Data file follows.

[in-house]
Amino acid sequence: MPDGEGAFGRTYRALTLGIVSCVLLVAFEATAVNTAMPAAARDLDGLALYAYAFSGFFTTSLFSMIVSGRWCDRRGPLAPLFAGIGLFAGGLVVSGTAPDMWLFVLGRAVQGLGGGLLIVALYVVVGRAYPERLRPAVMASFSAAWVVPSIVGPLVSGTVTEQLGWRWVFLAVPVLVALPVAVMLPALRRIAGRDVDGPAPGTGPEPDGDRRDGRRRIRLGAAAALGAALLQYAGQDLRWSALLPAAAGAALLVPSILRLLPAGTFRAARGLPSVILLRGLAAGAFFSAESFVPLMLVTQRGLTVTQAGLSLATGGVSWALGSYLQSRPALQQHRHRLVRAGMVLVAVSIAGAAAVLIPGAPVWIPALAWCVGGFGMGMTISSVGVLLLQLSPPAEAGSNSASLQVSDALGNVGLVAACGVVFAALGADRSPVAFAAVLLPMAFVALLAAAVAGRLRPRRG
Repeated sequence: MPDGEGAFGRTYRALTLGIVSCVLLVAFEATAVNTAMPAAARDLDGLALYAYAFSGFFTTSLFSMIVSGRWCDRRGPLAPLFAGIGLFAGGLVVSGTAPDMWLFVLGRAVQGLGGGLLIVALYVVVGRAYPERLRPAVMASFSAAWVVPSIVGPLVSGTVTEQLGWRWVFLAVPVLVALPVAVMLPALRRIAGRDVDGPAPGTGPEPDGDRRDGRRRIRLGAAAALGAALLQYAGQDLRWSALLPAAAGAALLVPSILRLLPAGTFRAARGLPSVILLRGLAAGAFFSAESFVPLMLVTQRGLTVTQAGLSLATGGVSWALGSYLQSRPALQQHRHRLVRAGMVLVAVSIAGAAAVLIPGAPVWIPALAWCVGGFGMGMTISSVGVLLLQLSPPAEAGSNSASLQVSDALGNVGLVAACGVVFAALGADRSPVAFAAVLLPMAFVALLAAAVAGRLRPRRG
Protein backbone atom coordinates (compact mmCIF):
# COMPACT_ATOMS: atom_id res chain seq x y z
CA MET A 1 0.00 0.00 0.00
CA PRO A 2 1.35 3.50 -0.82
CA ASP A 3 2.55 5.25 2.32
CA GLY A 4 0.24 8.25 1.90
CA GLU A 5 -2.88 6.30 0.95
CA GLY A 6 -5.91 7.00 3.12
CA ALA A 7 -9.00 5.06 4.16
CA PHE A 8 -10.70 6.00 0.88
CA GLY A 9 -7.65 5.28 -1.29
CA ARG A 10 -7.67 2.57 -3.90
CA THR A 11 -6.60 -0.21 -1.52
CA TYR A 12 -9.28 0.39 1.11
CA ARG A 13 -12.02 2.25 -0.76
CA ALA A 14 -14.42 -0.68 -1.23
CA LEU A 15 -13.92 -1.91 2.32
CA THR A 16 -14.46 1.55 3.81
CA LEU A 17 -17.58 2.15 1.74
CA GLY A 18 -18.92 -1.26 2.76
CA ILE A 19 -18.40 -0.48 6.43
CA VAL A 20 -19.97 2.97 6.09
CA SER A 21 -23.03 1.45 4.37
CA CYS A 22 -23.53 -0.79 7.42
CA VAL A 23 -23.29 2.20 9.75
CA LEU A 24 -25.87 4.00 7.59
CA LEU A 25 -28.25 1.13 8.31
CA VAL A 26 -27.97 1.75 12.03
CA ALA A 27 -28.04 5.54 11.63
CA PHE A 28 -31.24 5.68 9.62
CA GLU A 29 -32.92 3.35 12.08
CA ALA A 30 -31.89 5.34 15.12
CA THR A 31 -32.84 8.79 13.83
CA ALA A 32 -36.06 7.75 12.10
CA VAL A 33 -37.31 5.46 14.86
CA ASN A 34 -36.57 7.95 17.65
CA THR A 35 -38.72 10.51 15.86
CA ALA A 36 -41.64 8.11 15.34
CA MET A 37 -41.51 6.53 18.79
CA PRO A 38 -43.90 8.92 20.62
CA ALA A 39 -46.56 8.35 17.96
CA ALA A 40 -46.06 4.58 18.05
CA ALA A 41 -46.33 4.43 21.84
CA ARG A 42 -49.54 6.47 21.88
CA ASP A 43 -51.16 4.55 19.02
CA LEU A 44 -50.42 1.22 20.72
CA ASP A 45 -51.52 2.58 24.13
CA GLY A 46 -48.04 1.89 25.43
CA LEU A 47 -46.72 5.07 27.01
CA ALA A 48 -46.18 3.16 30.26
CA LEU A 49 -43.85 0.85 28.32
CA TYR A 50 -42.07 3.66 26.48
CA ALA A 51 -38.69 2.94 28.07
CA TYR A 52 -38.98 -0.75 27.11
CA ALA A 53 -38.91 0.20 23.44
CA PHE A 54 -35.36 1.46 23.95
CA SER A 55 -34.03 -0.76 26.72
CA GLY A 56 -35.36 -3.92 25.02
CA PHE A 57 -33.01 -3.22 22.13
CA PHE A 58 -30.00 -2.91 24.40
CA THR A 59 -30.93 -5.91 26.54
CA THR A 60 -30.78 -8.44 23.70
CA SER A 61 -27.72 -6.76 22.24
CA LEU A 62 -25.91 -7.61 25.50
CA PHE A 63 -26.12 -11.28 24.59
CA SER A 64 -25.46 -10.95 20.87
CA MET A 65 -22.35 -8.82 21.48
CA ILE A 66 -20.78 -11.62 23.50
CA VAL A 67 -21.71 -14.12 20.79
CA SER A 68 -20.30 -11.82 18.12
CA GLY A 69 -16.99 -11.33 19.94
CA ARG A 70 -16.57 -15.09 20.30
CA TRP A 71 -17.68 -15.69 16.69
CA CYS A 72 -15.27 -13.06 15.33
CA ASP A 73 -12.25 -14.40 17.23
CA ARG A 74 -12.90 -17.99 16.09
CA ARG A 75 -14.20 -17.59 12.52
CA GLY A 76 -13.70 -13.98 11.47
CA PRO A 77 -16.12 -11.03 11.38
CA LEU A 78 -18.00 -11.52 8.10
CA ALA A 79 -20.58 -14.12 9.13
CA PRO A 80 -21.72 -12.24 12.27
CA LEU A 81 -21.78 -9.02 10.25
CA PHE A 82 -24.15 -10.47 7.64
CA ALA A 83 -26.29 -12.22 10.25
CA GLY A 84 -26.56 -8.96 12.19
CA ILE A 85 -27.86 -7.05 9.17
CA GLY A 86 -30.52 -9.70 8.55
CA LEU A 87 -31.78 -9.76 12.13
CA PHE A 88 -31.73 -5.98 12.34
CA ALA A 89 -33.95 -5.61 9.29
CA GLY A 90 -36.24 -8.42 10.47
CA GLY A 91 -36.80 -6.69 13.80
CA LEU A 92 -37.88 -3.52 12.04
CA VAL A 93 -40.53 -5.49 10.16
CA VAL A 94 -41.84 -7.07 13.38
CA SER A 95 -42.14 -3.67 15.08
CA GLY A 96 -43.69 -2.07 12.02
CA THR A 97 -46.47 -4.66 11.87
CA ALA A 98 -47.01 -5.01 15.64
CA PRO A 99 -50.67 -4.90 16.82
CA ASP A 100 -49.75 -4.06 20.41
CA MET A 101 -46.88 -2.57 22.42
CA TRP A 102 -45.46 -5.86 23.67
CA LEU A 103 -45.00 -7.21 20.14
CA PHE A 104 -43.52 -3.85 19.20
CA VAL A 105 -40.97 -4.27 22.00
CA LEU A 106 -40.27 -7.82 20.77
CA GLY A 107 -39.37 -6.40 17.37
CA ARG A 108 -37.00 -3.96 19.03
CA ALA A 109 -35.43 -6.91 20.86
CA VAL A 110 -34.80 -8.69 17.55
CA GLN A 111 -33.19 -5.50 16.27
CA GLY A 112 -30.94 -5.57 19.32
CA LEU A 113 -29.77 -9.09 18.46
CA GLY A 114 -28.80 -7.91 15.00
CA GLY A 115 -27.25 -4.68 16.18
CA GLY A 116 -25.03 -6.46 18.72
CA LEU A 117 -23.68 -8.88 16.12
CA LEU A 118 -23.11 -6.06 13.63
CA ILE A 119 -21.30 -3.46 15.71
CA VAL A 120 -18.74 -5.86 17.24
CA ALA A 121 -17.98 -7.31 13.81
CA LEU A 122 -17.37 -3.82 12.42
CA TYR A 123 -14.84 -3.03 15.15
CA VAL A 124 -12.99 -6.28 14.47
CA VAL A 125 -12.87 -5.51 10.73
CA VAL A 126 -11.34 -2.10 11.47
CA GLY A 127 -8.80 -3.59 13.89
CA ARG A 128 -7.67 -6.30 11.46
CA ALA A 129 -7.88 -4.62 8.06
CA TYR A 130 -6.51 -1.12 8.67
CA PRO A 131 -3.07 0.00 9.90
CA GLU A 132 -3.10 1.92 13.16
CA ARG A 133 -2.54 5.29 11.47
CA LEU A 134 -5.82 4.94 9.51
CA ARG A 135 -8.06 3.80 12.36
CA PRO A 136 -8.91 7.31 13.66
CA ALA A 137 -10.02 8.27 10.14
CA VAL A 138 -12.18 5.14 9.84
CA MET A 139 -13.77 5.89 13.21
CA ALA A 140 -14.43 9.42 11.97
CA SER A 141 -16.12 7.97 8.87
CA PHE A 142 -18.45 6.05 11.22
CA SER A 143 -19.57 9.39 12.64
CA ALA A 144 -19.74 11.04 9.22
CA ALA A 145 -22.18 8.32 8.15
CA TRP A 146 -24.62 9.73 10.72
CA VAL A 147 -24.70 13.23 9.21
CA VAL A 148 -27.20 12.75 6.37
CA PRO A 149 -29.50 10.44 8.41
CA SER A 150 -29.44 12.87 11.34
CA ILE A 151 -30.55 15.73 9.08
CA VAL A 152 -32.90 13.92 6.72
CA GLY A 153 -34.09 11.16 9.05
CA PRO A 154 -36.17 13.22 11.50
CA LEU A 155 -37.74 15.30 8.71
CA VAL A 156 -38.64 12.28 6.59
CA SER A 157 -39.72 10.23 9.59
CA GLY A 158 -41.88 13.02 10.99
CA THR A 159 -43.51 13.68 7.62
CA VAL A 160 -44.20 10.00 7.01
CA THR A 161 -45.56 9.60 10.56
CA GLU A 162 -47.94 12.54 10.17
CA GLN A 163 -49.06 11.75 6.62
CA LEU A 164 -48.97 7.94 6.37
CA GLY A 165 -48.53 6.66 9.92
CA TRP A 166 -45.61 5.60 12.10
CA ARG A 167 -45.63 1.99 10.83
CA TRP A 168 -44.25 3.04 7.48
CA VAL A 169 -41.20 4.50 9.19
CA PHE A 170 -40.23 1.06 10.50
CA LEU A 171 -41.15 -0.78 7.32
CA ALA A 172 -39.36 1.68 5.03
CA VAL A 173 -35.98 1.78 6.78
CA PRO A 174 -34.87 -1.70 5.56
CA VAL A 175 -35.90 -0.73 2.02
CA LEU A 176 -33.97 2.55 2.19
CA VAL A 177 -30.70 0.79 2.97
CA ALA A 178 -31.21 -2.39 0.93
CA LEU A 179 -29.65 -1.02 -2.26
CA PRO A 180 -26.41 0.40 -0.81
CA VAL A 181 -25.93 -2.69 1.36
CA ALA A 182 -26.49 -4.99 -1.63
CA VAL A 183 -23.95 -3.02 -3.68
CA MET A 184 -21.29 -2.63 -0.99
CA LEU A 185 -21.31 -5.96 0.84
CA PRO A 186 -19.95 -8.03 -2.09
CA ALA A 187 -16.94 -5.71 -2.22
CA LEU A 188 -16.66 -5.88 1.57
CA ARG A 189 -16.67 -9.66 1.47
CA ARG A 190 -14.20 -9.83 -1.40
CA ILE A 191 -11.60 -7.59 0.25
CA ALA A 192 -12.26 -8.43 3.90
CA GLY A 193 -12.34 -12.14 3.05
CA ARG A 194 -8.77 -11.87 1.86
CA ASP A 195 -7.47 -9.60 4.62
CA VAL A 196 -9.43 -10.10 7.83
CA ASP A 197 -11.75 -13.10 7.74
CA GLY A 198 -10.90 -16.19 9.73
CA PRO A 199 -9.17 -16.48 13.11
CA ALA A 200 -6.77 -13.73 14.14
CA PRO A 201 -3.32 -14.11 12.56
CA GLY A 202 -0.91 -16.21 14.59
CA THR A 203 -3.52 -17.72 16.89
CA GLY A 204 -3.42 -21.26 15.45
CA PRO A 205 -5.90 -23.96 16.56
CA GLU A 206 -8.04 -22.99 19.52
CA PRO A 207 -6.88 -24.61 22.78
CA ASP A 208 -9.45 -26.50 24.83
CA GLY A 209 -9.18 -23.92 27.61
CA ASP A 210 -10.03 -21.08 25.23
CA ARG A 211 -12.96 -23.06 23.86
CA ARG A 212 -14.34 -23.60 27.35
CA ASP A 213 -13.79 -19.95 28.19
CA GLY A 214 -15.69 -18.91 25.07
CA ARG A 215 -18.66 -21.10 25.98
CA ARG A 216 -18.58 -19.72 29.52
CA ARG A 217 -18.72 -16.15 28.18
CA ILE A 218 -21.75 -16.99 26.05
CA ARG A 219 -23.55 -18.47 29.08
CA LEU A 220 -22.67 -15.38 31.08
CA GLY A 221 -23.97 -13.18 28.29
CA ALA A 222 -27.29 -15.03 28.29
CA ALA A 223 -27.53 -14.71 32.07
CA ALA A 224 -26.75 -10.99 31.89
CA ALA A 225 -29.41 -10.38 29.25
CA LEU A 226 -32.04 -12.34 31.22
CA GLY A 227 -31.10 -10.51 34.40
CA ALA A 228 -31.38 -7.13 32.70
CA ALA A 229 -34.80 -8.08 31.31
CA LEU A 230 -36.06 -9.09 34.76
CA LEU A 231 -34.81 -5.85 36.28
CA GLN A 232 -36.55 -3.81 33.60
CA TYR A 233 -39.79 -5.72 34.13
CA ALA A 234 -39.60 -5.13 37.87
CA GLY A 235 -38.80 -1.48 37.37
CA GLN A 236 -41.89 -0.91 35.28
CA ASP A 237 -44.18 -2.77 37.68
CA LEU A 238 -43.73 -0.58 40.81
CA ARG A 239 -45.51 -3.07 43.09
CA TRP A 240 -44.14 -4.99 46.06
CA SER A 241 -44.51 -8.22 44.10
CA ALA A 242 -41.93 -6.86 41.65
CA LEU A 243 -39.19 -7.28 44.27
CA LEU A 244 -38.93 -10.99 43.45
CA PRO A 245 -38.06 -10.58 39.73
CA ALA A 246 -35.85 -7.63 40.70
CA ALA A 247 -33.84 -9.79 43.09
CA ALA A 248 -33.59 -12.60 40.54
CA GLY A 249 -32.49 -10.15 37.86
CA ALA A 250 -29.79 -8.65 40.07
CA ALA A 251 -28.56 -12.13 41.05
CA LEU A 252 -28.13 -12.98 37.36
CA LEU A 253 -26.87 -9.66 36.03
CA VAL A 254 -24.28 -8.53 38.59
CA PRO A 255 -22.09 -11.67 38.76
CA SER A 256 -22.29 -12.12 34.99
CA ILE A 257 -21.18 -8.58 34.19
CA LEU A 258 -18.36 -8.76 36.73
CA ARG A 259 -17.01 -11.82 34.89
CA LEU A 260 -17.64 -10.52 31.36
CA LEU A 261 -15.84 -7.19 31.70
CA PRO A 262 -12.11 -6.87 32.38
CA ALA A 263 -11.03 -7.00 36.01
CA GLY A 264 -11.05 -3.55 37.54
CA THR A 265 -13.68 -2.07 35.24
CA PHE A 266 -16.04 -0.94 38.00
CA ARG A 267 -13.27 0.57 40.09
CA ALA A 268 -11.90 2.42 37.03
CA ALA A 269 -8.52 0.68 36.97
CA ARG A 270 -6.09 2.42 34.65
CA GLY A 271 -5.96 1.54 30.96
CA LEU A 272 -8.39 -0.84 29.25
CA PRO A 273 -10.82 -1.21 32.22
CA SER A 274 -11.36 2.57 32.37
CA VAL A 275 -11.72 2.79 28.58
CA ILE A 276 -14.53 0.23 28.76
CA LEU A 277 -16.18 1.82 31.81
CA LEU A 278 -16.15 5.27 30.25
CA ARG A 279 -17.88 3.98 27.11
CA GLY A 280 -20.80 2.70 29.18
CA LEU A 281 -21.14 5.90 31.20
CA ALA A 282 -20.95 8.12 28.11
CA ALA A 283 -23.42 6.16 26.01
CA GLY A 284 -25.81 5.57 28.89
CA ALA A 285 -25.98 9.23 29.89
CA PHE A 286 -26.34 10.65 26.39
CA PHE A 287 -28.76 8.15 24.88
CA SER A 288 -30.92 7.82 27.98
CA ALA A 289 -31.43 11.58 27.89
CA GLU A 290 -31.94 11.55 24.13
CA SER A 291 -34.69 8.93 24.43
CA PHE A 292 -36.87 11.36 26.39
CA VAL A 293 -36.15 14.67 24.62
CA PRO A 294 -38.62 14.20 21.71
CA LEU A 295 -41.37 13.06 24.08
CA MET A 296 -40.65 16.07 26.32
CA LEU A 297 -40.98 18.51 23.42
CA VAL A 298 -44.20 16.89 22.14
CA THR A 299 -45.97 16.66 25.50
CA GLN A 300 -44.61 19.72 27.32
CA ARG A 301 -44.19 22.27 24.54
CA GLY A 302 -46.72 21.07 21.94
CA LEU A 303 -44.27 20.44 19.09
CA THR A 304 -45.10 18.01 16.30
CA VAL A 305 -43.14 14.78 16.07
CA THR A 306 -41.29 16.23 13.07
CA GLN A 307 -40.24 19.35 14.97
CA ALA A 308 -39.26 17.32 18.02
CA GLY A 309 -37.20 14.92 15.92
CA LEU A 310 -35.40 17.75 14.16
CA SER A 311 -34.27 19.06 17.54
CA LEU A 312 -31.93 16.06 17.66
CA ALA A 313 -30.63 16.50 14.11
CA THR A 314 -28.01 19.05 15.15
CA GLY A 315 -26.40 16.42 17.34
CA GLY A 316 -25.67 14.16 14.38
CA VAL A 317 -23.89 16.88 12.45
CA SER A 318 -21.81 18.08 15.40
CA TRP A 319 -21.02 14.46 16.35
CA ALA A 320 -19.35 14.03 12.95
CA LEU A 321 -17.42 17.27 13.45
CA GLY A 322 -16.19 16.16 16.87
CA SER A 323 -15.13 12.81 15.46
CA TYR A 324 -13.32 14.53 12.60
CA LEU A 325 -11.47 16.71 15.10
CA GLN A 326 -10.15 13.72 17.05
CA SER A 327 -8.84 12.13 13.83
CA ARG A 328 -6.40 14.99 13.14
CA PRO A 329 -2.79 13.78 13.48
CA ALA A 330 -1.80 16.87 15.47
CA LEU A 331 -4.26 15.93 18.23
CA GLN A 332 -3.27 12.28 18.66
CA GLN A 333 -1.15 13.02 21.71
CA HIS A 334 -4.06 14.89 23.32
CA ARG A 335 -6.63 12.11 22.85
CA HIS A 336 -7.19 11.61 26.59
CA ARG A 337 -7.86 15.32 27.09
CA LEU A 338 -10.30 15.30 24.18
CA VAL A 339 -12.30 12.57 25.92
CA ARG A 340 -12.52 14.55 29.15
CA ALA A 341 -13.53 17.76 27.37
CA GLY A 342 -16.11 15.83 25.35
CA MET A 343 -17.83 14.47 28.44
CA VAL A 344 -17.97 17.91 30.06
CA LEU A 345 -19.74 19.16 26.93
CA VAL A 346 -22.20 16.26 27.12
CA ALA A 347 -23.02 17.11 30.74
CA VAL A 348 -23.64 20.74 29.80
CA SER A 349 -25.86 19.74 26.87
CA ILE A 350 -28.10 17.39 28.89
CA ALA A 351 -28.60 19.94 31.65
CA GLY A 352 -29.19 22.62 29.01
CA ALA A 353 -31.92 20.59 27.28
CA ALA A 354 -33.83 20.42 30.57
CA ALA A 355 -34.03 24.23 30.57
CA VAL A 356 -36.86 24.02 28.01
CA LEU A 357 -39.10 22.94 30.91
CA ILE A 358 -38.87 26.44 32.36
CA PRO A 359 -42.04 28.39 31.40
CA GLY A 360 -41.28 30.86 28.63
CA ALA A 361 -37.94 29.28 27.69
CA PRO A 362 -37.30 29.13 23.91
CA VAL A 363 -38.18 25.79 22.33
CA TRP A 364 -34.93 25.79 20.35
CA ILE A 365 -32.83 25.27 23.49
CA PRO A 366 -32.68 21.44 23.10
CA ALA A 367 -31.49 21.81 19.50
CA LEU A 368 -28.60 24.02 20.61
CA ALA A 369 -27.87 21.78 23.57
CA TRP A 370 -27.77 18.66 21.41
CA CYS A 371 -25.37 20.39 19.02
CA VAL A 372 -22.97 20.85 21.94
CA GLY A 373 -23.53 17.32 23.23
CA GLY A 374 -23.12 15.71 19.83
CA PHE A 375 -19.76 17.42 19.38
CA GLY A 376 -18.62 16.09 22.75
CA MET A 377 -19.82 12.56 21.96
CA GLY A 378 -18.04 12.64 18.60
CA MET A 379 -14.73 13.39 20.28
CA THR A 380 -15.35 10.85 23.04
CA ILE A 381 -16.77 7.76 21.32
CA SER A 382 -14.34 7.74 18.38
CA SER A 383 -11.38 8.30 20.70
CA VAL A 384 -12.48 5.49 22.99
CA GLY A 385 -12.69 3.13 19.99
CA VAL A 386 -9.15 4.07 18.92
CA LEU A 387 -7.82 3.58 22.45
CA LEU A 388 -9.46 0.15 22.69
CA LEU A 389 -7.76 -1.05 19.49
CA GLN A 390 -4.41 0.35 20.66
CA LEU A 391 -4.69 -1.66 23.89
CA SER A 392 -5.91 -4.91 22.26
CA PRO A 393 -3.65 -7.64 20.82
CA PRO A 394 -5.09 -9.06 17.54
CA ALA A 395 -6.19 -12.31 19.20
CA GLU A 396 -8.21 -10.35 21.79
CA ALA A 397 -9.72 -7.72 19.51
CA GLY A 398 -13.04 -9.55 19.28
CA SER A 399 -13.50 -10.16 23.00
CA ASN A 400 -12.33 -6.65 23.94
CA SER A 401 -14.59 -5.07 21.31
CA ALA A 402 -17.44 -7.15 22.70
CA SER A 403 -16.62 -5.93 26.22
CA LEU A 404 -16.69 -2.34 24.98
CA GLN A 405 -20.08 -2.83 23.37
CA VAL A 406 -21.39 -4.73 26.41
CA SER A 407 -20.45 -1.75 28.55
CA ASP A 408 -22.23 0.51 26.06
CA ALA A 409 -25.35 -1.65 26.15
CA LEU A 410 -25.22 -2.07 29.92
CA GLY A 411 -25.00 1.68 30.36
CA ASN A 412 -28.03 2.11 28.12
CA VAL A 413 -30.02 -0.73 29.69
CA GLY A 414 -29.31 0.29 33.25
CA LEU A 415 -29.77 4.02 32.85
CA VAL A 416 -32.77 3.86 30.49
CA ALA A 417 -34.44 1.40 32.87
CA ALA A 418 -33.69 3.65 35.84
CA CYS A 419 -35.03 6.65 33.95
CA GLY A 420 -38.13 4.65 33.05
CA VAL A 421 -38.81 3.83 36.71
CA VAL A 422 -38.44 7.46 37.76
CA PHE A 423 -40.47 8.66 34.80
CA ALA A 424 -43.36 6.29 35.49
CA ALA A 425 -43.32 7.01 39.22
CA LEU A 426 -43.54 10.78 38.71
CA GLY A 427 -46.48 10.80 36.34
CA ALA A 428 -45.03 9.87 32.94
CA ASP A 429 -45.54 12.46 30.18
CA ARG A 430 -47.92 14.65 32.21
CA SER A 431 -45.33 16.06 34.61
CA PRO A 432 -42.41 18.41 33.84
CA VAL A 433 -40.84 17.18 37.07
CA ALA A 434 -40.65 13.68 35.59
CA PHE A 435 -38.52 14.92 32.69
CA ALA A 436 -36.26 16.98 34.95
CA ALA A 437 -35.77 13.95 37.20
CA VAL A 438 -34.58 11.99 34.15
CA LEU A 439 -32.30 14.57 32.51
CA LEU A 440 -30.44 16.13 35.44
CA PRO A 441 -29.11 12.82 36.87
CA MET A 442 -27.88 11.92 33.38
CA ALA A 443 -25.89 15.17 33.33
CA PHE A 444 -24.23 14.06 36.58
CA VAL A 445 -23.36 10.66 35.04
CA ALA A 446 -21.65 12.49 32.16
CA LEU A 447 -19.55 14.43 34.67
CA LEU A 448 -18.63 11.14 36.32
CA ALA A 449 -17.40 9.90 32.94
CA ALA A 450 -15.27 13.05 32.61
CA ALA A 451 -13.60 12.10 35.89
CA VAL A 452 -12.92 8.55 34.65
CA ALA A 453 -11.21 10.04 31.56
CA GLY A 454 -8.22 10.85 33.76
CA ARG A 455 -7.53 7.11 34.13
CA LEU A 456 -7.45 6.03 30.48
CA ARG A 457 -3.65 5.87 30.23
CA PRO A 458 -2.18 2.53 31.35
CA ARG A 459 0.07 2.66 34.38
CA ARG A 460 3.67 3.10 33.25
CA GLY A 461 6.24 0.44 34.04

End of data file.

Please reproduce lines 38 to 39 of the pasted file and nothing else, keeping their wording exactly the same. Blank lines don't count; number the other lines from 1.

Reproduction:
CA VAL A 33 -37.31 5.46 14.86
CA ASN A 34 -36.57 7.95 17.65